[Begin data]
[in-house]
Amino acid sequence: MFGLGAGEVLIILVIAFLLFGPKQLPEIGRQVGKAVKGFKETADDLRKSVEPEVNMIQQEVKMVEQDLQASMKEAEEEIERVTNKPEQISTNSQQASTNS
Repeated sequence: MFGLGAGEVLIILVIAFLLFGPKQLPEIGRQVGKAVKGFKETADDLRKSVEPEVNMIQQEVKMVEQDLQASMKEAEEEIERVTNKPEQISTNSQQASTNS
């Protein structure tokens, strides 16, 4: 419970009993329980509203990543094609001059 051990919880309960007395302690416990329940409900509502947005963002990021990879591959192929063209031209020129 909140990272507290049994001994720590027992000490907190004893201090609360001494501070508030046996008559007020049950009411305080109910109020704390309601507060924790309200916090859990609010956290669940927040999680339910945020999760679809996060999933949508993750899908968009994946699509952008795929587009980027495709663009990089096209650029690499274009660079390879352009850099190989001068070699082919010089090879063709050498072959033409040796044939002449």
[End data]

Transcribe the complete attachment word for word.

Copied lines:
[in-house]
Amino acid sequence: MFGLGAGEVLIILVIAFLLFGPKQLPEIGRQVGKAVKGFKETADDLRKSVEPEVNMIQQEVKMVEQDLQASMKEAEEEIERVTNKPEQISTNSQQASTNS
Repeated sequence: MFGLGAGEVLIILVIAFLLFGPKQLPEIGRQVGKAVKGFKETADDLRKSVEPEVNMIQQEVKMVEQDLQASMKEAEEEIERVTNKPEQISTNSQQASTNS
């Protein structure tokens, strides 16, 4: 419970009993329980509203990543094609001059 051990919880309960007395302690416990329940409900509502947005963002990021990879591959192929063209031209020129 909140990272507290049994001994720590027992000490907190004893201090609360001494501070508030046996008559007020049950009411305080109910109020704390309601507060924790309200916090859990609010956290669940927040999680339910945020999760679809996060999933949508993750899908968009994946699509952008795929587009980027495709663009990089096209650029690499274009660079390879352009850099190989001068070699082919010089090879063709050498072959033409040796044939002449």